I missed a very important anniversary this month. I missed my three year anniversary of moving to the East Coast. I actually didn’t even realize I had forgotten until I was chatting with a new girl in the office yesterday and she asked me how long I had been living here. That’s when I realized that I had plum forgotten that June 14 was my three year anniversary of moving to New Jersey.
When I tell people I moved here from Oregon, people often react with wide eyes, exclaiming, “Really? It must be really different there.”
New Jersey certainly is different from Oregon, but there’s a lot of similarities too. Both states have restaurants and gas stations. Both states speak the same language (most of the time). Both states have Target. I drove to work and dealt with traffic. I didn’t have to pump my own gas, so in my world, New Jersey and Oregon are practically the same thing.
I think moving to New York City was more of a culture shock, just having so many more different types of people that you have to deal with and adjust to interacting with on a daily basis. Having lived in New Jersey for two years, I came into Manhattan several times a week until I officially became a resident. Manhattan didn’t feel as strange and scary as I think it must be for people who just move here directly. I was used to getting around on the subway, I was used to how atrociously expensive this place is, and I was used to restaurants that cram you in like sardines.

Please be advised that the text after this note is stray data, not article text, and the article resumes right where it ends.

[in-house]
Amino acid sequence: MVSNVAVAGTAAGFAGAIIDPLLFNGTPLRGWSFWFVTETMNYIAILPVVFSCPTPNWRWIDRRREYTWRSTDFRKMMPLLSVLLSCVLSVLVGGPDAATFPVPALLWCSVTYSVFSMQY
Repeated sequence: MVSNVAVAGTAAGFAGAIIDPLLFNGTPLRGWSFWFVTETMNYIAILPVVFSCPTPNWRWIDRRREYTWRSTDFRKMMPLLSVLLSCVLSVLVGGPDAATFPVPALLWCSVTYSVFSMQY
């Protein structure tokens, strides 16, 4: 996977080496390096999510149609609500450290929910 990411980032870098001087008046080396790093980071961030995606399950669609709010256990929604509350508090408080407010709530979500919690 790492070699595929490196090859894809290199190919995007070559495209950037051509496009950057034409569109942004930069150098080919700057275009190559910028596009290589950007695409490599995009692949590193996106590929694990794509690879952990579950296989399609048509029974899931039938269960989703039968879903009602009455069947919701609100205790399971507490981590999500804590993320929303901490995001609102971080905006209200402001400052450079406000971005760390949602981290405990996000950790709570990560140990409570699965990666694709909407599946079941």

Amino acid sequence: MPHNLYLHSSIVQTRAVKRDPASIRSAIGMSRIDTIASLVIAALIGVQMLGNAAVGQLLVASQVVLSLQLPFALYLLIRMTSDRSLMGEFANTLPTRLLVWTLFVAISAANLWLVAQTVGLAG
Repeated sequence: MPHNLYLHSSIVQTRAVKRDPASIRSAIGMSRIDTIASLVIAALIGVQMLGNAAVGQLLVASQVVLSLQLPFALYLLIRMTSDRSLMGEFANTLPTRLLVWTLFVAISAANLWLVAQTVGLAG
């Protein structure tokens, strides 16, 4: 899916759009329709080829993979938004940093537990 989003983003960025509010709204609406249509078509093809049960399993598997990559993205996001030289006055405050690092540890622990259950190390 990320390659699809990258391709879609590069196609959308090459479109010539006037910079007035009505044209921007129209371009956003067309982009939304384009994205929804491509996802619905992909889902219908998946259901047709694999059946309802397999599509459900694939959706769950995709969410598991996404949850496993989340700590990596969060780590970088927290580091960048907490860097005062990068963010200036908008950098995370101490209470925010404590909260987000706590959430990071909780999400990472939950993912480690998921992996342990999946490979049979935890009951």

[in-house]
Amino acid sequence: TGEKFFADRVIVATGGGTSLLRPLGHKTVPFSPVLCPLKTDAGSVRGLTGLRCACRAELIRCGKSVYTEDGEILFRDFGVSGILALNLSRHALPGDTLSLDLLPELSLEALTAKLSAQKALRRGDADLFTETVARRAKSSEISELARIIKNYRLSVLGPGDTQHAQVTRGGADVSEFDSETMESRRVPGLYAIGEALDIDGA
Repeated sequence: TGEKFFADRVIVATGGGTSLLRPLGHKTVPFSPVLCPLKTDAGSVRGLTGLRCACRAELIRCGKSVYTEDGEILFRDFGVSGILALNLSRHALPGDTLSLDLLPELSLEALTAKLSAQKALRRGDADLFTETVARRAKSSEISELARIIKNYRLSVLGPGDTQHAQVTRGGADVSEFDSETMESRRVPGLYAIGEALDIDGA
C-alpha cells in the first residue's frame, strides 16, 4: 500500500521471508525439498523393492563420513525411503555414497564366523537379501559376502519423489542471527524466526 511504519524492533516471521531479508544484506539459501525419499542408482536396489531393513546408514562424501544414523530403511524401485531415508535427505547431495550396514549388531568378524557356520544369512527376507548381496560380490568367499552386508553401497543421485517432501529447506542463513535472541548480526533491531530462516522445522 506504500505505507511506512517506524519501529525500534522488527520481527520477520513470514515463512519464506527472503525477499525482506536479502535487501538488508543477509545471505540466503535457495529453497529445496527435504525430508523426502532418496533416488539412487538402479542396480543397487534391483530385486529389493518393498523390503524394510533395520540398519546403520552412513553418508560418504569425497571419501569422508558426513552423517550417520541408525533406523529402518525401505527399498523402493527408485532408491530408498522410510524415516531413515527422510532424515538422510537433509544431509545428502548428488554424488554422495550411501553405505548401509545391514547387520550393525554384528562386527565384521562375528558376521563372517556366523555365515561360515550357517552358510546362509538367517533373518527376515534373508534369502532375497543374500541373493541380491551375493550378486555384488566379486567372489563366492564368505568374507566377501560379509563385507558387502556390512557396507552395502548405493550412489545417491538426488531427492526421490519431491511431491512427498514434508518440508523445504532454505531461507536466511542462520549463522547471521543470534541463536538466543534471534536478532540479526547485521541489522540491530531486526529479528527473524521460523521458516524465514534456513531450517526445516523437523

Sometimes people ask me if I miss Oregon, and it’s strange because most of the time, I don’t think about Oregon. I miss my family, that’s for sure. I wish Oregon was closer so I could visit it more. I certainly miss it more when I have just returned from visiting. But I don’t want to live there right now. I love living in New York City. I love living three blocks from Central Park, I love all the restaurants that are in my neighborhood, I love that I can walk a block to the movie theater. I love that people get so excited about New York City and it gets me excited too. When I see a red double-decker tour bus, I think, Wow, I get to live in a place that other people come to visit on their vacation.
Of course, it’s not like living a vacation. I work full-time. I have to go grocery shopping and stay within budget because it’s easy to spend a lot money when you live in such an expensive place. I have chores to do and pay bills on time.
But when I walk down the streets of this city, I think, “I love it. I still love it.”
I don’t know if Erik and I will stay here forever. A lot of people also ask us if we are planning on staying in the city or where we hope to end up. There are a lot of places I would also like to live, and there are certainly “easier” and “nicer” places to live and raise a family. But we are still many years away from planning a family, so leaving the city doesn’t seem necessary unless we were planning on popping out some babies. In this economy, I feel like it’s difficult to choose to move somewhere new without a guaranteed job and there isn’t a place where we feel compelled to risk so much.
Besides, doesn’t it take something like 7 years before you’re considered a true New Yorker? I may have to stay until then at least.